May 06 2022
The current European energy crisis is a "stark reminder" of the vital role of LNG in ensuring energy security and economic stability, Jean Abiteboul, the president of industry group GIIGNL, said May 5.
In the latest GIIGNL annual report, Abiteboul said the group would monitor the "paradigm shift" in the sector over the coming year as governments and public institutions become increasingly involved in the LNG business.
Europe in particular is looking to LNG to replace Russian gas imports and is rushing to install new LNG import infrastructure.
Abiteboul said that additional investments "in all stages of the gas and LNG supply chains" would need to be made to meet expected demand growth
According to the report from GIIGNL -- which represents the world's LNG importers and import infrastructure operators -- global LNG imports in 2021 rose 4.5% year on year to 372.3 million mt.
Growth was driven by economic recovery in China, rising gas demand for power generation in South Korea, lower-than-expected pipeline supplies to Europe and reduced availability of hydropower in Brazil.
The increase in global LNG demand came despite spot LNG prices moving higher throughout 2021.
The benchmark Platts JKM spot Asian LNG front-month price averaged $18.60/MMBtu last year, compared with an average of just $4.39/MMBtu in 2020.
Spot LNG prices have remained at sustained highs in 2022, with the JKM last assessed May 5 at $23.70/MMBtu.
Of the total imports last year, 136.3 million mt -- or 37% of the total -- was imported on a spot or short-term basis, short-term meaning under a contract of four years or less.
"True" spot volumes -- those delivered within three months of the transaction date -- accounted for 31% of total imports last year, or 116 million mt, GIIGNL said.
Re-exports of LNG increased to 3.5 million mt, compared with 2.6 million mt in 2020.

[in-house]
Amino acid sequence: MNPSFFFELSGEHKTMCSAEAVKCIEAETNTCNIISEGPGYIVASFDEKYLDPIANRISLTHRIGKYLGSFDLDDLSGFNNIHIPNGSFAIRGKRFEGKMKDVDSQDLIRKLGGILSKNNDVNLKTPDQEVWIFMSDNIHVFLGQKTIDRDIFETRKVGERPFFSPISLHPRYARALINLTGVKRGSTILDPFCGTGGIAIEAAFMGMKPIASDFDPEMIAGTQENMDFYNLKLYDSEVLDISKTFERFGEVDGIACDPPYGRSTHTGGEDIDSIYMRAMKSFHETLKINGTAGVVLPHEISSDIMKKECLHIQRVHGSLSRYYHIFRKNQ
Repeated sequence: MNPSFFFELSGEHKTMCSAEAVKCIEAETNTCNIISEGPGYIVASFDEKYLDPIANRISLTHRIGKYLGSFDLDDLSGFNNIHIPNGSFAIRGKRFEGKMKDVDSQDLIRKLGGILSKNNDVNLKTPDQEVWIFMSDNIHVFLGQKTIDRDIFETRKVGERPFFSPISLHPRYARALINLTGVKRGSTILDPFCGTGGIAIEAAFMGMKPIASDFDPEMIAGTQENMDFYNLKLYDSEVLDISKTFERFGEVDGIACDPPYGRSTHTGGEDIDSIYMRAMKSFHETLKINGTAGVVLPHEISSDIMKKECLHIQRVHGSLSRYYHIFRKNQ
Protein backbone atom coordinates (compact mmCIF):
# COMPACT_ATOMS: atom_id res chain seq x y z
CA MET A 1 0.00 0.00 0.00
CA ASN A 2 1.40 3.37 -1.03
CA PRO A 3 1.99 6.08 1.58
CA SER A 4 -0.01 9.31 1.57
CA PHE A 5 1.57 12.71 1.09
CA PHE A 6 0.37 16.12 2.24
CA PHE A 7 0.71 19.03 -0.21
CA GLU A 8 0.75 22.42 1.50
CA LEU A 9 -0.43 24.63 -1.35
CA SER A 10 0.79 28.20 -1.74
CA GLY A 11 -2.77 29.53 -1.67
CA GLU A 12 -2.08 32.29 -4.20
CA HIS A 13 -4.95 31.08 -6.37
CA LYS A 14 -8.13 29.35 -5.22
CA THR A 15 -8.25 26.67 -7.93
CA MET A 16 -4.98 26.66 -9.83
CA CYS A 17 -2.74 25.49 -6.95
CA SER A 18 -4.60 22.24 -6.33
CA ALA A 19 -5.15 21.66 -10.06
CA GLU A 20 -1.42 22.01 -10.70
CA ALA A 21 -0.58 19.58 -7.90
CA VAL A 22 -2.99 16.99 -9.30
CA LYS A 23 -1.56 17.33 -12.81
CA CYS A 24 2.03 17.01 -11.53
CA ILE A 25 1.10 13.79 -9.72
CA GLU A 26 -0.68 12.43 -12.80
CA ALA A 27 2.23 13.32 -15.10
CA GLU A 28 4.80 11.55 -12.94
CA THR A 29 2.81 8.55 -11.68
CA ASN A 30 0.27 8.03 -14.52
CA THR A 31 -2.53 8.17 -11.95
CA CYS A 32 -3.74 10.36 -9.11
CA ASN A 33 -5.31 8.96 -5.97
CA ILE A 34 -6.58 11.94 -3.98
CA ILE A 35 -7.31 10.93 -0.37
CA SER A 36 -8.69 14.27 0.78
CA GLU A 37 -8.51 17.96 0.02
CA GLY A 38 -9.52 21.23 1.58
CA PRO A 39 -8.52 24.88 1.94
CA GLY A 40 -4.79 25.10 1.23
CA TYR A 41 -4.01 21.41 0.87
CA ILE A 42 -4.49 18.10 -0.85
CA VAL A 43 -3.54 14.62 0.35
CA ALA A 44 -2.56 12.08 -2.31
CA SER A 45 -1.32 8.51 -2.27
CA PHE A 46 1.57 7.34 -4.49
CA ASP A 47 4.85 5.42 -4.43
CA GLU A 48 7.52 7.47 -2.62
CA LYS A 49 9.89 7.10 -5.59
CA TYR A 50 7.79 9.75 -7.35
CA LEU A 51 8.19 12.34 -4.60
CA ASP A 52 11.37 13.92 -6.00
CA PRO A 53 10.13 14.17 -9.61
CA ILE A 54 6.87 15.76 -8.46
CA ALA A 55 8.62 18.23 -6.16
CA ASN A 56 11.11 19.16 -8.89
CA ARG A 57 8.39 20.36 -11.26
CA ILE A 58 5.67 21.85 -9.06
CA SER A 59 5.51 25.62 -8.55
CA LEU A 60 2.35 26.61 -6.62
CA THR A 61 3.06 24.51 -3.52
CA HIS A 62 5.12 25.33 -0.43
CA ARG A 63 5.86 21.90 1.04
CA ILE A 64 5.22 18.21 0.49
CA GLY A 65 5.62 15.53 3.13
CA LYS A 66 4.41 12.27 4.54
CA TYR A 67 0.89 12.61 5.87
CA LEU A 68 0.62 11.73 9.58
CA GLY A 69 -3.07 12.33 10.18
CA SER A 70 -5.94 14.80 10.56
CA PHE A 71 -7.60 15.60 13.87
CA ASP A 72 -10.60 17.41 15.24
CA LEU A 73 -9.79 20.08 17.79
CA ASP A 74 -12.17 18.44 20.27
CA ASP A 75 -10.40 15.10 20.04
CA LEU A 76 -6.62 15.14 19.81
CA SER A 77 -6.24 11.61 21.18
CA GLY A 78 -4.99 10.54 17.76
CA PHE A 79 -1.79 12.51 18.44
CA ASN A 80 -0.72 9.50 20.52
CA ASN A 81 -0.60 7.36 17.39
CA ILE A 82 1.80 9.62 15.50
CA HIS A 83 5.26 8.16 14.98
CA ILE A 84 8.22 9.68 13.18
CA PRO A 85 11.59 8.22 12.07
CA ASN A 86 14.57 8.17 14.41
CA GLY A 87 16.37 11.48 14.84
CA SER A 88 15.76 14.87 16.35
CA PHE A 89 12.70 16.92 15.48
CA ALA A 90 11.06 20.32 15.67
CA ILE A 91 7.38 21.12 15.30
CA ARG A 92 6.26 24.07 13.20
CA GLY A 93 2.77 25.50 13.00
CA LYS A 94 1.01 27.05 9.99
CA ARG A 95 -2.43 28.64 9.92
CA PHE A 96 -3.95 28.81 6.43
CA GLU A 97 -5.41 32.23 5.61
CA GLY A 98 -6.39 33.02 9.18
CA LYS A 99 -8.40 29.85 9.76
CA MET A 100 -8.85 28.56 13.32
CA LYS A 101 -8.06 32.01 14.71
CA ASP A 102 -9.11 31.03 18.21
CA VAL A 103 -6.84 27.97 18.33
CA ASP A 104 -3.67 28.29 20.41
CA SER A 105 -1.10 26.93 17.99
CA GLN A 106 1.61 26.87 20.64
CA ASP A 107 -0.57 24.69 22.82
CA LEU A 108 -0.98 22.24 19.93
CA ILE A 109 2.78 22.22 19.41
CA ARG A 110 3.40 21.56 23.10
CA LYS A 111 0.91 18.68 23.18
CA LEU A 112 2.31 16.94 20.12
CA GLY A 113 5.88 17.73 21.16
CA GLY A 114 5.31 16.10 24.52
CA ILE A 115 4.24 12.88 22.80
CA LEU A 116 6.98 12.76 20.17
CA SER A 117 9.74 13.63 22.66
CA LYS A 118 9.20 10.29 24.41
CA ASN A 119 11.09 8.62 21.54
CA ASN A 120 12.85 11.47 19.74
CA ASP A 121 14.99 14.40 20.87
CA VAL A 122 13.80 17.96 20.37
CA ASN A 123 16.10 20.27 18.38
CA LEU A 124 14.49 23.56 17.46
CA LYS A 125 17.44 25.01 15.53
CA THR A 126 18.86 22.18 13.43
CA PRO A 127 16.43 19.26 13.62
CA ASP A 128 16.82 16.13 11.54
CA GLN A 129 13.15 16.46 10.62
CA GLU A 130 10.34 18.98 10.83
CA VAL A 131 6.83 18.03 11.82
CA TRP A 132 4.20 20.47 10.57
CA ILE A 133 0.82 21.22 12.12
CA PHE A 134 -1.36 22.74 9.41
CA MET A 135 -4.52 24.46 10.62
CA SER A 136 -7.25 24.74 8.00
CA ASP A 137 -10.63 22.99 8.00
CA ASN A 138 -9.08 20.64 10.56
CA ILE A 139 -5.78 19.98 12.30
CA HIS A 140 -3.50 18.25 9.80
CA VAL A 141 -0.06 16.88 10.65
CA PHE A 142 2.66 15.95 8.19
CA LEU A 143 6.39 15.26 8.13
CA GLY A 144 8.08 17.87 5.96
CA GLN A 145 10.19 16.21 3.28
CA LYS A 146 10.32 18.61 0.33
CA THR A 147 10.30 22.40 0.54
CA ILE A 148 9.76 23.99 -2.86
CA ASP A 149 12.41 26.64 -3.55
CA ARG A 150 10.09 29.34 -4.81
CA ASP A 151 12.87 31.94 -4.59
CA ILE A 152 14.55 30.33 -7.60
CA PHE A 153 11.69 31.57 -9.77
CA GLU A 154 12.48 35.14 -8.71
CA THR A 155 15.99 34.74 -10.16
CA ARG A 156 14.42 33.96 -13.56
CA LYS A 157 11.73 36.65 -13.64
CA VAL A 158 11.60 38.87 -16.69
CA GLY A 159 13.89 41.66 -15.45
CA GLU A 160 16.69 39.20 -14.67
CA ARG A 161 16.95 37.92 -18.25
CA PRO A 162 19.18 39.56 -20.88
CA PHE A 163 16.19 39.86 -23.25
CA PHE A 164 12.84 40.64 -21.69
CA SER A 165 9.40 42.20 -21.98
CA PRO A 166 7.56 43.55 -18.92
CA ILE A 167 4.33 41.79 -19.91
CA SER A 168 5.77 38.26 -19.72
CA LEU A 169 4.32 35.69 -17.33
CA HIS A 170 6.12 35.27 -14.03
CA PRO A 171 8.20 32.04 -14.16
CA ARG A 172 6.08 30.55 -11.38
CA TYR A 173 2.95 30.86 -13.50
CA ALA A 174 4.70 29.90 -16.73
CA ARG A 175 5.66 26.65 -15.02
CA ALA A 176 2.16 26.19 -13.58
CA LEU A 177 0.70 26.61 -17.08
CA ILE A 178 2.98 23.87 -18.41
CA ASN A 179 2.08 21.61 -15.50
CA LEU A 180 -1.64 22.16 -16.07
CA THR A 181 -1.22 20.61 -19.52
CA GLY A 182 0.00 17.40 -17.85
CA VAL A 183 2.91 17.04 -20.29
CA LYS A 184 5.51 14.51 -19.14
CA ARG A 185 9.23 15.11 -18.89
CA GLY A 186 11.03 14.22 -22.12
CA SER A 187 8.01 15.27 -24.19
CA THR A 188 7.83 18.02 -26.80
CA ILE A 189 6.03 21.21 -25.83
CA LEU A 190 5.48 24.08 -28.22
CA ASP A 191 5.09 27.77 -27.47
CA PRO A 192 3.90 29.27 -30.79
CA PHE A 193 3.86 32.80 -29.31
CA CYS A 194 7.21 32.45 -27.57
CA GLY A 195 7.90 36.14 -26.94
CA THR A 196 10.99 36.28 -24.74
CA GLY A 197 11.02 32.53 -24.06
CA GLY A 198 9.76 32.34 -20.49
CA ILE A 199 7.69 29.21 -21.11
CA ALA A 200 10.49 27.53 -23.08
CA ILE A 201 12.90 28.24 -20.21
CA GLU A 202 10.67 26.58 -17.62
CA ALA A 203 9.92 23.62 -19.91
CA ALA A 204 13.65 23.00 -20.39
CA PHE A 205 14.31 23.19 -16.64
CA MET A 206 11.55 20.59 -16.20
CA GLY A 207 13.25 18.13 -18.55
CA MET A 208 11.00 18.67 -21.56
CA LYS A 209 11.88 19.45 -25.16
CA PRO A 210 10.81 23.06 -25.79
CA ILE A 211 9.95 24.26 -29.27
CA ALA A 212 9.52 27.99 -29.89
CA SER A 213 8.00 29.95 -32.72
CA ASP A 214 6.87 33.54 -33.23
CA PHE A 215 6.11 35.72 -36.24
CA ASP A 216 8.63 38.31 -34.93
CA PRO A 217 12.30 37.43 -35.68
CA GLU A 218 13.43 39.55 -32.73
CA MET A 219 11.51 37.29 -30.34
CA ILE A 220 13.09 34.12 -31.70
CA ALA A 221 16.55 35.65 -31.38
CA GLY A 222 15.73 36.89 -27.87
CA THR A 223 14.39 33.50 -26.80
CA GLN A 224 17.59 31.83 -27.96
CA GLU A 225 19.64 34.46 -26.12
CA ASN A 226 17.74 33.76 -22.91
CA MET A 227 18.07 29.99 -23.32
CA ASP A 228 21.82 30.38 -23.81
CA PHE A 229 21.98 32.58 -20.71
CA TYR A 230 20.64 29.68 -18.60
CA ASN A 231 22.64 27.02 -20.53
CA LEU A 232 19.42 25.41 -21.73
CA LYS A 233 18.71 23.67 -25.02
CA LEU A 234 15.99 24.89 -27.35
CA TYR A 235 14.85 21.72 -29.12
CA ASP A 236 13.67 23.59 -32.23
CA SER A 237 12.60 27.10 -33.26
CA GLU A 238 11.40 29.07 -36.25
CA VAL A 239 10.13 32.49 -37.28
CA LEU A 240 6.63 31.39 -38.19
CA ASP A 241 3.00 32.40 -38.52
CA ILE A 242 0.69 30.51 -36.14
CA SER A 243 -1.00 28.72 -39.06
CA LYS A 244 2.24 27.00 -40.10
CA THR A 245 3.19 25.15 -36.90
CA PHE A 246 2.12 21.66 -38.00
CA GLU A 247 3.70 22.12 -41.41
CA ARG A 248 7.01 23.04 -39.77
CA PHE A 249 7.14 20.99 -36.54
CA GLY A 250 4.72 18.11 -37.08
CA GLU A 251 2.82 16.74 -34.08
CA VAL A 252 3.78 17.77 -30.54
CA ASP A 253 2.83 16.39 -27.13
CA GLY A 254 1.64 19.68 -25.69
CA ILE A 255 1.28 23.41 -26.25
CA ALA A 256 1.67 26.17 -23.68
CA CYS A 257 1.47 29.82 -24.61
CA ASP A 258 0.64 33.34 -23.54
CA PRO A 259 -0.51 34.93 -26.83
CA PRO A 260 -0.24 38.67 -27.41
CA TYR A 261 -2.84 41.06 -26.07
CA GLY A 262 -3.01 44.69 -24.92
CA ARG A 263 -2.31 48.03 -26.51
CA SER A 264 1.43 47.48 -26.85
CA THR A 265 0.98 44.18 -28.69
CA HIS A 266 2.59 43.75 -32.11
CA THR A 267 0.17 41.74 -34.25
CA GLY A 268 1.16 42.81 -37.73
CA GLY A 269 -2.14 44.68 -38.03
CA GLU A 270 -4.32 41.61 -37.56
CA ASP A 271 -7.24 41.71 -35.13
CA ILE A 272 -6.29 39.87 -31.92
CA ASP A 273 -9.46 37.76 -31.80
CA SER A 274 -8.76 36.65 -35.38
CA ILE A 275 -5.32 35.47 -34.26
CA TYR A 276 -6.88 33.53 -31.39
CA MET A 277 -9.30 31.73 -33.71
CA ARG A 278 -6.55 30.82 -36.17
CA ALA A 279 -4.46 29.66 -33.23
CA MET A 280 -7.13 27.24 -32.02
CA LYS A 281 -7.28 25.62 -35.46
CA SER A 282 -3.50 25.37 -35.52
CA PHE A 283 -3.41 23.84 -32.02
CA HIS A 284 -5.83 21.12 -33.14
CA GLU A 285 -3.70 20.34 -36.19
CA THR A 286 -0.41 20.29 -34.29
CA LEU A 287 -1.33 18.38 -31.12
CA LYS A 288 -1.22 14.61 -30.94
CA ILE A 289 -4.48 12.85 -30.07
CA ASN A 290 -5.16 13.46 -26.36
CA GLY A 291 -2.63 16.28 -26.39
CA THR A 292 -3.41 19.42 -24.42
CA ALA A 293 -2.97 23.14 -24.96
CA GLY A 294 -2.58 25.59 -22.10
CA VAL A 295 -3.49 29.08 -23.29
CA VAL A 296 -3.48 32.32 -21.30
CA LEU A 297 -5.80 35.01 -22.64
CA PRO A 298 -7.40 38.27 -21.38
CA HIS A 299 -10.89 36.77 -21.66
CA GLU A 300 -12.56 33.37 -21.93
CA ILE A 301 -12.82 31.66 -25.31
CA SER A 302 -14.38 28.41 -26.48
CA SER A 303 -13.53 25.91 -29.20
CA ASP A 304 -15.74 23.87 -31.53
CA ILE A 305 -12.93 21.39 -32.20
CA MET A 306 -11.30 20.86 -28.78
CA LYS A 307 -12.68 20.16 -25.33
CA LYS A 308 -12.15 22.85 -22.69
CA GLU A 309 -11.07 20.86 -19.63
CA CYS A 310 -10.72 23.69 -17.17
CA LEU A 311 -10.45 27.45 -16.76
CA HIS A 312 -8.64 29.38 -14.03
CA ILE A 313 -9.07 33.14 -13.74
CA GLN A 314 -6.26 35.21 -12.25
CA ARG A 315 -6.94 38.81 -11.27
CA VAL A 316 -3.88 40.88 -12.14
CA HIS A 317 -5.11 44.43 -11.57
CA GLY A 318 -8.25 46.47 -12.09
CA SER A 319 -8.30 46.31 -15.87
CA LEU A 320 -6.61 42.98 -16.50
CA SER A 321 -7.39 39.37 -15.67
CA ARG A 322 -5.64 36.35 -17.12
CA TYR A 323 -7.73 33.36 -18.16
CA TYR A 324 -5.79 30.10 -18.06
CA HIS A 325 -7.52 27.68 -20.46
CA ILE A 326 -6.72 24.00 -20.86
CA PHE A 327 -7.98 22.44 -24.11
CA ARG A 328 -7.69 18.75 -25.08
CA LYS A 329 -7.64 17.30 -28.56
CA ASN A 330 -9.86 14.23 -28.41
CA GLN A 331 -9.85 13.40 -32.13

GIIGNL said that LNG demand would remain buoyant in the future due to the "much-needed" substitution of coal and polluting liquid fuels as well as the geographical mismatch between gas production and consumption regions.
Asia, GIIGNL said, remained the main demand center for LNG, growing by 7.1% to 272.5 million mt in 2021, with China overtaking Japan as the world's top LNG importing country. Chinese imports rose by 15% to 79.3 million mt last year.
India, however, experienced the greatest decline in LNG imports, falling 9.8% due to the high spot LNG prices and the increase in domestic gas production.
Global regasification capacity rose by 46 million mt/year last year, reaching 993 million mt/year, GIIGNL said.
Four new large-scale terminals were brought into operation in Brazil, Croatia, Indonesia and Kuwait, while five expansion programs were completed -- four in China and one in Japan.
Croatia last year became the 44th LNG importing market, while at least six new markets could start importing in 2022 -- El Salvador, Ghana, Hong Kong, the Philippines, Senegal and Vietnam, the industry group said.
While demand growth remained strong, GIIGNL said LNG production had been struggling to keep pace, which contributed to the spot LNG price strength.
Some 7.4 million mt/year of new capacity came onstream, of which 5 million mt/year in the US. "Global LNG exports were affected by unscheduled maintenance and shortfalls in feedgas," it said.
Increased output from the US, Egypt, Malaysia and Russia was partly offset by lower exports from Angola, Indonesia, Nigeria, Norway, Peru and Trinidad.
Only two final investment decisions on new liquefaction capacity were taken in 2021 -- the North Field expansion project in Qatar and Pluto LNG Train 2 in Australia.
By 2025, more than 120 million mt/year of new liquefaction capacity is planned to progressively come online, "which should partly relieve tensions in the LNG market," GIIGNL said.
The LNG market has also been marked by a revival in long-term contracts given the ongoing supply uncertainties, mostly around risk to Russian pipeline deliveries.
"In an environment marked by geopolitical tensions, risks of energy shortages and price volatility, last year saw a strong return of long-term contracts," GIIGNL said.
"Asian buyers, notably Chinese NOCs and independent importers, played a leading role in securing new term purchases from the US, Qatar and Russia," it said.
GIIGNL also said 68 new LNG vessels were delivered during the year, with the LNG shipping fleet reaching 700 vessels, including 48 FSRUs and 31 LNG bunkering vessels, representing a 9% increase in cargo capacity.
Freight rates remained strong throughout the year and the orderbook at year-end was "remarkably high", with 196 units to be delivered by 2025, it said.